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Research within CEHD 

The College of Education and Human Development is dedicated to discovering solutions to the problems that face our schools and the challenges encountered by children, adults and families in the 21st century. We focus on applied research, to advance knowledge in the fields of education and human development.  

Grant Information

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Attachment and Bio-Behavioral Catch-up (ABC) and Early Head Start Home Visitors

This study examines the effectiveness of ABC when integrated as a standard component of Early Head Start to foster closer parent-child relationships and reduce children’s stress. The 5-year study is funded by the Administration for Children, Youth, and Families in the U. S. Department of Health and Human Services, through a $2 million award to HDFS faculty Jason Hustedt, Rena Hallam, Myae Han, and Jennifer Vu.

Investigating the Impact of Classroom Instruction and Literacy Skills on Writing Achievement in First Grade

This study provides a detailed picture of what effective writing instruction looks like in first grade and which approaches are more effective for students with a specific set of strengths or weaknesses. The 4-year, $1.4 million grant, funded by the Institute of Education Sciences, was awarded to David Coker, Charles (Skip) MacArthur and Liz Farley-Ripple of the UD School of Education.

Teaching Fractions

The Institute of Education Sciences awarded a $10 million grant to UD professor Nancy C. Jordan, Lynn Fuchs at Vanderbilt University and Robert Siegler at Carnegie Mellon University, to fund this 5-year research and development center aimed at understanding difficulties students have with fractions. The Center for Improving Learning of Fractions, administered at UD, focuses on improving math instruction for elementary and middle school children who have problems with math concepts, specifically fractions.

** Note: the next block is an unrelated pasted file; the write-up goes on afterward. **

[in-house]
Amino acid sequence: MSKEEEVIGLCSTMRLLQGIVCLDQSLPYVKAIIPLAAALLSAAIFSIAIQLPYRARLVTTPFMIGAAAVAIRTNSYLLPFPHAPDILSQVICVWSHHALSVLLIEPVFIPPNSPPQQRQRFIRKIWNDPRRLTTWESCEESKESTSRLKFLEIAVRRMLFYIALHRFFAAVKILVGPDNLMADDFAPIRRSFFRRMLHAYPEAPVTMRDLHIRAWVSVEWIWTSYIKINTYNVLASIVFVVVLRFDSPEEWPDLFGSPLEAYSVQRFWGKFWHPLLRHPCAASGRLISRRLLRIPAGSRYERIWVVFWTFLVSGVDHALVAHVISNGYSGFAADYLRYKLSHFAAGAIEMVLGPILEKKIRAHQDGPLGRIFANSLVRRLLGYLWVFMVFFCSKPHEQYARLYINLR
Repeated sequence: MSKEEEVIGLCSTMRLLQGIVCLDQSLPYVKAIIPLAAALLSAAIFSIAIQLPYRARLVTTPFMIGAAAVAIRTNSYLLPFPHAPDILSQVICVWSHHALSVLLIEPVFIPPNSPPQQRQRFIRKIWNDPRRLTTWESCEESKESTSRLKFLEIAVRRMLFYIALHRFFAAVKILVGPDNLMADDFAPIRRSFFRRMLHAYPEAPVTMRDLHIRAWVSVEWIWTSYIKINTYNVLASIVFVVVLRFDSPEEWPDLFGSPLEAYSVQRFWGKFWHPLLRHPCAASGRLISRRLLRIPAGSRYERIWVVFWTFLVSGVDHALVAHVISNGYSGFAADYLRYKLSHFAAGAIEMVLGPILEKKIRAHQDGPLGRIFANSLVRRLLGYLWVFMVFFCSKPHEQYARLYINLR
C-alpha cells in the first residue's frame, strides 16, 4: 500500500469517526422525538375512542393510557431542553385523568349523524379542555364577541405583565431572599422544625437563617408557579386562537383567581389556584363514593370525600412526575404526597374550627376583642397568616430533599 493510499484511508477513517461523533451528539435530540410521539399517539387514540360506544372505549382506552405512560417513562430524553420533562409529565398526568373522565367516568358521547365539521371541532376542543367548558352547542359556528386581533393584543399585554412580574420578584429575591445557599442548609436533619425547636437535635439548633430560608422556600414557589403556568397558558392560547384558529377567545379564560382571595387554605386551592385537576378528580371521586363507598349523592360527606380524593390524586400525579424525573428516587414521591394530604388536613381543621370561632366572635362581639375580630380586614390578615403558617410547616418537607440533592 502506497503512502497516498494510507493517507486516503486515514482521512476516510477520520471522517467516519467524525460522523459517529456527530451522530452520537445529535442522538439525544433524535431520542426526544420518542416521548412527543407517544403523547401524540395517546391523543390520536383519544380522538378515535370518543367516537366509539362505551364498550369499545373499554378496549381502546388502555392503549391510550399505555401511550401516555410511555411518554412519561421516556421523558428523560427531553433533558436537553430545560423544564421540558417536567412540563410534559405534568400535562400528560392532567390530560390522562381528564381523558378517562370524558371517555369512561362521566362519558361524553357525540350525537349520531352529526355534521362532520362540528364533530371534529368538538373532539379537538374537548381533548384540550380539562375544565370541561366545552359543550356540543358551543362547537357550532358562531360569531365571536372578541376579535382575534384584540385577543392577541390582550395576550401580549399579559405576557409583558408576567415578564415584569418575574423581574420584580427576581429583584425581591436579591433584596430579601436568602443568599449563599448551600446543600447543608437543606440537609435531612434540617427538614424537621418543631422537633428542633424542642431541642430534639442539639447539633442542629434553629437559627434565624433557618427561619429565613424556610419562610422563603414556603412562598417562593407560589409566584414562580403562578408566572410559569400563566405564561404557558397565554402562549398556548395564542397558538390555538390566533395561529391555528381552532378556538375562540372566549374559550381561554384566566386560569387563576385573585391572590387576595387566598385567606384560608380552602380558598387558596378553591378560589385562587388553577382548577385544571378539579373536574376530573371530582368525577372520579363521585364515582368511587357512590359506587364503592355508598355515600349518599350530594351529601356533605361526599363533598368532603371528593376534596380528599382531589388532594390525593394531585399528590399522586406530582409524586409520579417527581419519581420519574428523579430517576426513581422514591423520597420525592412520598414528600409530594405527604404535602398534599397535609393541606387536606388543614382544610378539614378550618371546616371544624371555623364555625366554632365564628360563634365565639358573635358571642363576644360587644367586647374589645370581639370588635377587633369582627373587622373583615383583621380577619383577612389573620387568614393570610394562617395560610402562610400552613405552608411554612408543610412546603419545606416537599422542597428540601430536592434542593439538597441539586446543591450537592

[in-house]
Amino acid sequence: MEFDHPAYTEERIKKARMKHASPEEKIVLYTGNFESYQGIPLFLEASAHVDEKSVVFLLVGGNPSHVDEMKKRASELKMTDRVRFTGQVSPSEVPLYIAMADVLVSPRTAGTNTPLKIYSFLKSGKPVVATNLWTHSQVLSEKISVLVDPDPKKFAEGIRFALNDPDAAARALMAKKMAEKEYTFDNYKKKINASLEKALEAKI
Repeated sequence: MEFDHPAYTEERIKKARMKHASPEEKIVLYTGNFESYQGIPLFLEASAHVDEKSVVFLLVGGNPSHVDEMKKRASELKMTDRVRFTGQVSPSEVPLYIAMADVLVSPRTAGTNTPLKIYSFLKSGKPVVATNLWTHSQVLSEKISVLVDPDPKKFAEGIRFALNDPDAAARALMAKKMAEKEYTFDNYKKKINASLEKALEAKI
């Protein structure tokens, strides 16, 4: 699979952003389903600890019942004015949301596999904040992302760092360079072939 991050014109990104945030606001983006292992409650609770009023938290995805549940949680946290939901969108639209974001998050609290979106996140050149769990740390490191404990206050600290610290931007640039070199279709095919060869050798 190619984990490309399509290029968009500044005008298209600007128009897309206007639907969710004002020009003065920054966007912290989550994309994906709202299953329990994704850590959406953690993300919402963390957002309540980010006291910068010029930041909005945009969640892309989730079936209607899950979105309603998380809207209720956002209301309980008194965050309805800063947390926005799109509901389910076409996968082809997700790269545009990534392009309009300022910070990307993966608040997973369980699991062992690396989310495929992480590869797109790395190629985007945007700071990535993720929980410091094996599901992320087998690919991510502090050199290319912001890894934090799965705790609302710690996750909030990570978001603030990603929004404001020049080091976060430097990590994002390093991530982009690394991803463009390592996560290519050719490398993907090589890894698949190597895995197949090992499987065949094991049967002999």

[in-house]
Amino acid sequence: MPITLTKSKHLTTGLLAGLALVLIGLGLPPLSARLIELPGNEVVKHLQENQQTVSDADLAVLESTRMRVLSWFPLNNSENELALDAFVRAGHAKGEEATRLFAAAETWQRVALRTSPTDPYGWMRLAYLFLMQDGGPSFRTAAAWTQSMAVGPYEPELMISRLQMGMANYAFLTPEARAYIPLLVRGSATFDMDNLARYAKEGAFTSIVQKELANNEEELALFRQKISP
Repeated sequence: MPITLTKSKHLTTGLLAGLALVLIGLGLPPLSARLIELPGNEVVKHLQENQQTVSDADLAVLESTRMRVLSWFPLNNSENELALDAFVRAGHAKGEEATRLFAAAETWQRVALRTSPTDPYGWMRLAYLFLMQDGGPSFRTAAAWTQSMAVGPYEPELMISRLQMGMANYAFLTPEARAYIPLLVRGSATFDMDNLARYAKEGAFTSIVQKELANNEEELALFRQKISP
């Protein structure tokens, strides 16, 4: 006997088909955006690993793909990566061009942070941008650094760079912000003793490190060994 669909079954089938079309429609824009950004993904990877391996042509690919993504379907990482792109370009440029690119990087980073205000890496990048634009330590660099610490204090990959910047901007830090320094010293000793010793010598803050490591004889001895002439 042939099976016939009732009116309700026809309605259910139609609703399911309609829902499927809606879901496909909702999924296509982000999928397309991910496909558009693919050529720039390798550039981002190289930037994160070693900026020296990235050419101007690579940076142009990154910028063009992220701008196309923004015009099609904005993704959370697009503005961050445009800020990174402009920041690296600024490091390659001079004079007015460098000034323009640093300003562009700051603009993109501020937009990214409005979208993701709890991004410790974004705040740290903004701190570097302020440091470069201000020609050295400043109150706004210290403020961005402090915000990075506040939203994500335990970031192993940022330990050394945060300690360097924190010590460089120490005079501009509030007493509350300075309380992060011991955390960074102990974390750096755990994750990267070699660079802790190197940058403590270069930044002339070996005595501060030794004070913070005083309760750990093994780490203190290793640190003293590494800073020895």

The Role of Benchmark Data in School Improvement: Understanding Practices and Capacity Development Across Schools 

Funded through the Spencer Foundation Data Use and Educational Improvement initiative, Dr. Elizabeth Farley-Ripple (School of Education) and Dr. Joan Buttram (DERDC) seek to understand how schools use interim or benchmarking data to leverage school-wide improvement, as well as how their capacity to use these data develops.

Delaware Kindergarten Readiness Pilot Study

This study explores the issue of kindergarten readiness in Delaware, and includes surveys of kindergarten teachers and school staff responsible for assessment, as well pilot work on an observational assessment process with kindergartners.  This research is funded through a 2-year, $142,945 grant from the Delaware Department of Education.

Development of a Curriculum to Teach Writing in Postsecondary Developmental English Composition Classes

This project develops and evaluates writing curricula and instructional methods for community college developmental English composition courses. It will draw upon research on writing development and instructional methods with adolescents, particularly self-regulated strategy instruction, as writing instruction is adapted to the special needs of this population and the community college context. The 3-year project is funded by the Institute for Education Science, U.S. Department of Education awarded $880,000 to Charles MacArthur.

 

Delaware Stars for Early Success